Cloud Computing: A Marketing Model
Cloud Computing: It is undeniable that we are part of a consumer society, which has been presenting itself in a world that grows, develops and consumes in impressive ways.
Considering the central point of technological change for these lines, we can say that this model allows us to produce in many cases more than we demand and offer more than we need. Endless consumption and economic growth is the paradigm of these times, where increased consumption is a necessary way of life to maintain economic activity and employment. In this context, the consumption of goods and services, of course, is essential to satisfy various “needs”.
In this environment arises the need to implement new marketing models speaking in terms of information and communication technologies, Cloud Computing (cloud computing), is one of them, of course with different variants, always considering the consumption capacity elastic, self-service, and usage-based pricing.
Without a doubt, the beginning of the death throes of PCs as we know them and the emergence of more and more services within this “cloud” category suggests that it is here to stay and that many of us will be using it.
There are companies that are leaders in this marketing model, let us consider cloud computing as a paradigm that allows us to offer computing services through the Internet, allowing access to applications through a browser and considering the “cloud” as a metaphor for a service that is based on the Internet.
Users of this service have access for free or through a payment, everything depends on the service that needs to be used, it can also be private, public or shared. In addition to the level of accessibility, different cloud computing schemes are also presented, such as: SaaS (Software as a Service), IaaS (Infrastructure as a Service) and PaaS (Platform as a Service).
In relation to the advantages, it is said that possible technical problems are resolved quickly: as they are accessible via a web browser, any operating system with any machine and any browser is useful, so a breakdown should not prevent us from continuing with the work; it would simply be necessary to change the machine and continue working in the same way. The data will reside on the server, so in case of failure, carrying out a data transfer is not considered, which is always cumbersome, and also promises a reduction in costs.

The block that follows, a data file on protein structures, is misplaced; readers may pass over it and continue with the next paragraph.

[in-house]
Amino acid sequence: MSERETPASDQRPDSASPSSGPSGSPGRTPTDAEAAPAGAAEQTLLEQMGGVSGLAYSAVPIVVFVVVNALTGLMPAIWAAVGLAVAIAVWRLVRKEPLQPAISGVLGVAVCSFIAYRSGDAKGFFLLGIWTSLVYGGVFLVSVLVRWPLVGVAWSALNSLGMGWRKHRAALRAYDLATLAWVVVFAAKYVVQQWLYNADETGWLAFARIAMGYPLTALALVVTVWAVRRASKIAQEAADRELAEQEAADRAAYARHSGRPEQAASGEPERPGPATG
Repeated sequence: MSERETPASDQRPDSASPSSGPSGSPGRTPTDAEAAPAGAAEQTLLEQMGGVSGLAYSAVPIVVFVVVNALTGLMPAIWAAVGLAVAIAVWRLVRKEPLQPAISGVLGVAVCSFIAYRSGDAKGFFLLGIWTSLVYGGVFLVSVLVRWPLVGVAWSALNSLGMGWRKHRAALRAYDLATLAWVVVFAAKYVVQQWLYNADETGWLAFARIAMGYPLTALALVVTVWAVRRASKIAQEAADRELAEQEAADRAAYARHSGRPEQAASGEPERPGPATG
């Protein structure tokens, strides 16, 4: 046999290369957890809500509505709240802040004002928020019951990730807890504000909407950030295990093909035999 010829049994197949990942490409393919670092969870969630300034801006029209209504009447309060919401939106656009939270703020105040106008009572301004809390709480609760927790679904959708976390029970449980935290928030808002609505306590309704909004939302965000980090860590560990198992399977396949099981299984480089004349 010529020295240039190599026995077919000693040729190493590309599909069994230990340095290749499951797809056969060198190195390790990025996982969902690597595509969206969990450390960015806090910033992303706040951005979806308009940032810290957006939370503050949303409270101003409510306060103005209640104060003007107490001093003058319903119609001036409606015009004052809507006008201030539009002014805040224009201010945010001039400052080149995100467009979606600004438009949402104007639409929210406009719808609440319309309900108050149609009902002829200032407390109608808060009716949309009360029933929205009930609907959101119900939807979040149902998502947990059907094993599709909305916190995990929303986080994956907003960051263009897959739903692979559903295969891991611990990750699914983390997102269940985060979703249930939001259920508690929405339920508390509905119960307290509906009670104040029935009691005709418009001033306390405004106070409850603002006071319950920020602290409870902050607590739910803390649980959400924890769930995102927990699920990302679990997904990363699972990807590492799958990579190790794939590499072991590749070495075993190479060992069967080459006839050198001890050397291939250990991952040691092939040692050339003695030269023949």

Some examples of these integrated online services can be those of Google (without a doubt the king in this model), Amazon, Blue Cloud of IBM, Salesforce and Azure of Microsoft which have become a trend of the future shared data center, accessible, secure and scalable for organizations. In this sense, it is worth reflecting on the use of cloud computing and its application in libraries and information centers, as well as evaluating whether this model represents a real gain.
Some examples of this commercialization model are presenting themselves in comprehensive library management systems, to name just a few are WebiLis , JaniumNET AbsysNET SaaS, as well as an integration service called Ex Libris Alma .
Perhaps one of the problems with Cloud Computing right now is that everyone is tying hopes, dreams and solutions to the idea that this technology is going to solve all their frustrations by presenting it as a pancea. A Gartner Group study recently said that cloud computing would move into the “valley of disillusionment” as many try to grapple with what these technologies actually offer and what they can do for us.
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